Snapping up US property can provide high rental returns, positive cash flow and diversification, but be careful about investing from afar.
There are many reasons why Australians are turning to the US market for investment opportunities: a lower capital outlay, competitive interest rates, capital growth potential and global diversification.
However, like any investment strategy, investing in offshore real estate comes with a series of risks-- notably a lack of knowledge of the local property market, a foreign tax system and extra administrative costs.
US property has fallen in value in the years following the financial crisis. Combined with a favourable exchange rate between the US and Australian dollars and relatively stable rental returns, there is a unique opportunity for Australian investors to tap into the US market if they go about it the right way.
Understand the benefits and drawbacks of investing on US soil before you make a decision.
Pros and cons of investing in US property
- Accessibility. For young investors who have a small deposit, the US is an appealing market due to the perceived affordability of US property. The low entry cost has been achieved due to low demand in distressed markets such as Phoenix, Arizona.
- Lower interest. US mortgages generally come with interest rates that are lower by 1%-3% compared to those offered in the Australian market. This means that Australian investors can potentially lower their interest repayments if they can secure a competitive rate.
- Cash flow positive. Many US properties are cash flow positive, which means that the rental returns are relatively high (and stable). For example, a four-bedroom house in Arizona or North Dakota could generate around $250 in weekly rent. While you may be able to achieve a similar rental return for a property in Australia, the purchase price in Australia would be much higher. Typically, you can earn a rental return of around 10% on a US property.
- Capital growth potential. Although you need to do extensive research to understand the US market and the suburbs that are likely to secure long-term capital growth, there is opportunity to find properties that have high rental return and capital growth, which can help you build your equity.
- Diversification. A diversified investment strategy involves investing in different property types across different markets. By investing in US property, Australian investors can minimise their investment risk if they do their research and purchase in a good location. Global diversification can allow investors to pay less tax, as their holdings are spread across different nations, which may mean that they fall into smaller income brackets in different locations.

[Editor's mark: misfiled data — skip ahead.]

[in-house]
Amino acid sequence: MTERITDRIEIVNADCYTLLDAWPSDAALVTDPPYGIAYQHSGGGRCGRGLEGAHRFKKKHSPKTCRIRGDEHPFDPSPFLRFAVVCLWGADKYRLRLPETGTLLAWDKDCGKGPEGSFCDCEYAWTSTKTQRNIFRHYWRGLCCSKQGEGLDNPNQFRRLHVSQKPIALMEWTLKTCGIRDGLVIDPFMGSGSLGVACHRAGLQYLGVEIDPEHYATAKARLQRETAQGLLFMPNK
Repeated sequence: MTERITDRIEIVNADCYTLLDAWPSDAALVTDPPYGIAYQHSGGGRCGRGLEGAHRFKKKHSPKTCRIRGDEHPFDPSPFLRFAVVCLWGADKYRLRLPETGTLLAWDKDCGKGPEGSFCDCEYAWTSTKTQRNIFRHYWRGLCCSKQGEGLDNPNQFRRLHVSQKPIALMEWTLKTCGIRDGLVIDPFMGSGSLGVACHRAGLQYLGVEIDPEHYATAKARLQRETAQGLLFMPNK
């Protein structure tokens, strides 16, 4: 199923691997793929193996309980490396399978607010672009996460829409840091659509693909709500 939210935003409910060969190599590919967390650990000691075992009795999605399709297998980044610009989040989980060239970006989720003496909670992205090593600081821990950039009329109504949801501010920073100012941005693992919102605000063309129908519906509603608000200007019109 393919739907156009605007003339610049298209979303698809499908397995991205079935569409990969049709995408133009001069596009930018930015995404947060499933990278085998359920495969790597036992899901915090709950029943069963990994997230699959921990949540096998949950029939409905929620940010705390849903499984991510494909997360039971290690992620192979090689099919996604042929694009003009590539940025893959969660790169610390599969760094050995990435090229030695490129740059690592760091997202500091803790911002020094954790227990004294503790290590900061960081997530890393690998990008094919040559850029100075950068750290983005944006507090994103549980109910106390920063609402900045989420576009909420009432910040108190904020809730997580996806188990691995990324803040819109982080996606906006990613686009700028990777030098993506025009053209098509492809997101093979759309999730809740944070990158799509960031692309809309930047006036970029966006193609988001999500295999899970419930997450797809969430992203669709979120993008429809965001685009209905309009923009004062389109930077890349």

- Finance restrictions. US banks impose stricter lending criteria for foreign investors, which can make it difficult to obtain finance. In addition, most banks require you to put down a hefty deposit, which is normally around a third of the buy rate. For instance, if you were purchasing a property for $750,000, you would need $250,000 deposit.
- Lack of local knowledge. A major risk of investing in US property is a lack of knowledge of the local economy and property market. While you can research online, there are some things that can’t be researched from afar. While the numbers for a suburb may add up and it may appear good on paper, buying a property unseen can be problematic, as the images online may not reflect the structural integrity of the property. It can be difficult to get a feel for a suburb and secure a reliable tenant without visiting the area, particularly if you don’t have access to reliable data on unemployment or crime rates for the suburb. Also, the terminology, the insurance and tax system and the way that mortgages are structured is different, which means you need to do twice as much research.
- Taxation admin. If you buy property in the US, you’ll need to complete and file a tax return annually in both Australia and the US, which means more paperwork come tax time. Generally, US property held by a foreign investor will be subject to additional requirements as stipulated by the Foreign Investment in Real Property Tax Act. As an Australian resident, you are taxed on your worldwide income, including income from offshore bank accounts, rental income from an overseas property and capital gains on overseas assets. Visit the Australian Taxation Office (ATO) website for more details about your tax obligations as a foreign investor.